How to Choose A Protein Powder
by Kate Daugherty, MS, Functional Nutritionist
If you’ve embraced the power of a high-protein diet for muscle growth, muscle retention, weight loss, satiety, and great hair, skin, nails, and bones.. you know the struggle of fitting in adequate protein in your day.
The current RDA for adults is 0.8-1.0 g/KG of protein per day. However, for most active adults (or those looking to recomp their body), I think something like 0.8-1.0 g/LB is more appropriate. The exact number is very individualized to your needs.
While I always recommend getting the majority of your protein from whole-food sources, protein powders can be a useful supplement for hitting goals during a muscle building or fat loss phase.
Protein powder supplements can be a valid option when:
You need more protein daily than you can eat in salmon, grass-fed beef, chicken, turkey, eggs, and the like.
You feel good on a higher protein amount, but can’t justify the cost of buying high-quality animal sources to meet your needs
Your digestive functions, such as stomach acid, pancreatic enzymes, or bile function are impaired
You’re on the go a lot, and having a balanced meal isn’t always an option
You’re traveling often, and know that the food options will not be adequate
You’re looking for a protein option that boosts health overall
If you care at all about hitting protein goals, you will probably rely on a protein powder at some point.
What I’m not recommending here is that you replace all your protein sources with protein powder. It should be a supplement to a balanced diet. So often, I see people replacing nutrient-dense, real food, with sub-par protein powders or bars. Quality is everything, especially when it comes to your diet.
If you visit your local supplement store, you could blindly point and find a chalky powder that provides nothing but processed protein and digestive issues. Instead of aimlessly searching for “the one”, here are my tips for finding a high-quality, protein powder that will provide health benefits.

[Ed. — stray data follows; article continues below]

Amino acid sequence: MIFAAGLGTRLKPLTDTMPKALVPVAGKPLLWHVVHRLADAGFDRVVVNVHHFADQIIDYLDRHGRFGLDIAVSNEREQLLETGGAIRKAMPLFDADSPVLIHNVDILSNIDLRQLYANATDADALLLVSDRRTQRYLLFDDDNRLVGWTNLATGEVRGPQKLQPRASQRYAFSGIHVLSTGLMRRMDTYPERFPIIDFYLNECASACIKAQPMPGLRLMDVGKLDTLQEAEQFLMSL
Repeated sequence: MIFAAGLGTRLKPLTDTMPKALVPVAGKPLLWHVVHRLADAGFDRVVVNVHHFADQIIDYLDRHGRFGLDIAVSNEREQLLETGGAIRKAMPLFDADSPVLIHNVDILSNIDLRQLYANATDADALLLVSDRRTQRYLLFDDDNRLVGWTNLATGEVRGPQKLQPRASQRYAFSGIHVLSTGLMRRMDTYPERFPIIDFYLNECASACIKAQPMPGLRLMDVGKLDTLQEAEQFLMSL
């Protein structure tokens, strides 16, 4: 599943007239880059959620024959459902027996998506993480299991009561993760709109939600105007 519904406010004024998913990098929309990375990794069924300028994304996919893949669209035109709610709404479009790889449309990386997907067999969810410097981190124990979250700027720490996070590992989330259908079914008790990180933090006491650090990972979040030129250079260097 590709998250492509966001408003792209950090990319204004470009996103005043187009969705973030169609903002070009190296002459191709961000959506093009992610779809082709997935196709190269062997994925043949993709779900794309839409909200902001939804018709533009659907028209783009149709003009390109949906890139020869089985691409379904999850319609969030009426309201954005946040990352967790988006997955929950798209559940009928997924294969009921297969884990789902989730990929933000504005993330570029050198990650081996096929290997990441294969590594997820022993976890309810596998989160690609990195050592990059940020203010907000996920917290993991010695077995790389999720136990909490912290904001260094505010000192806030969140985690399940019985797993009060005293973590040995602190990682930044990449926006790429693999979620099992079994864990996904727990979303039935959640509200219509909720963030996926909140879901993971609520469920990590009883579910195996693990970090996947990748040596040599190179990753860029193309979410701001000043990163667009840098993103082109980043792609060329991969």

Side note: All protein powders fall in the “supplements” category, and therefore are largely unregulated by the FDA. It is especially important to know where your protein powder is coming from, in order to avoid unlabelled additives like mercury, lead, or arsenic. For more about pharmaceutical-grade supplements read this post.
Whey protein is derived from milk, so those who have an allergy to casein, lactose, AND whey may not tolerate this powder. However, if your milk allergy is only to lactose or casein, whey protein isolate may be a great choice. It is the most bioavailable of the powdered proteins, and provides the building blocks for glutathione- the body’s master antioxidant.
There are two kinds of whey protein powder: whey protein concentrate and whey protein isolate. Whey protein concentrate has more biologically active components, BUT it also contains lactose and fats. Whey protein concentrate tends to be cheaper to produce (and sell), but is the most contaminated of powdered proteins. Further, the concentration of whey/fat/lactose can cause digestive upset (like the dreaded protein farts) in many people.
Whey protein isolate is the purest protein source available. Most of the allergenic compounds are removed, even any hormones and antibiotics. A hydrolyzed whey protein isolate is “pre-digested”, making it quicker to absorb and easier on the digestive system. If you are consuming a protein supplement after a workout, hydrolyzed whey protein is the best choice.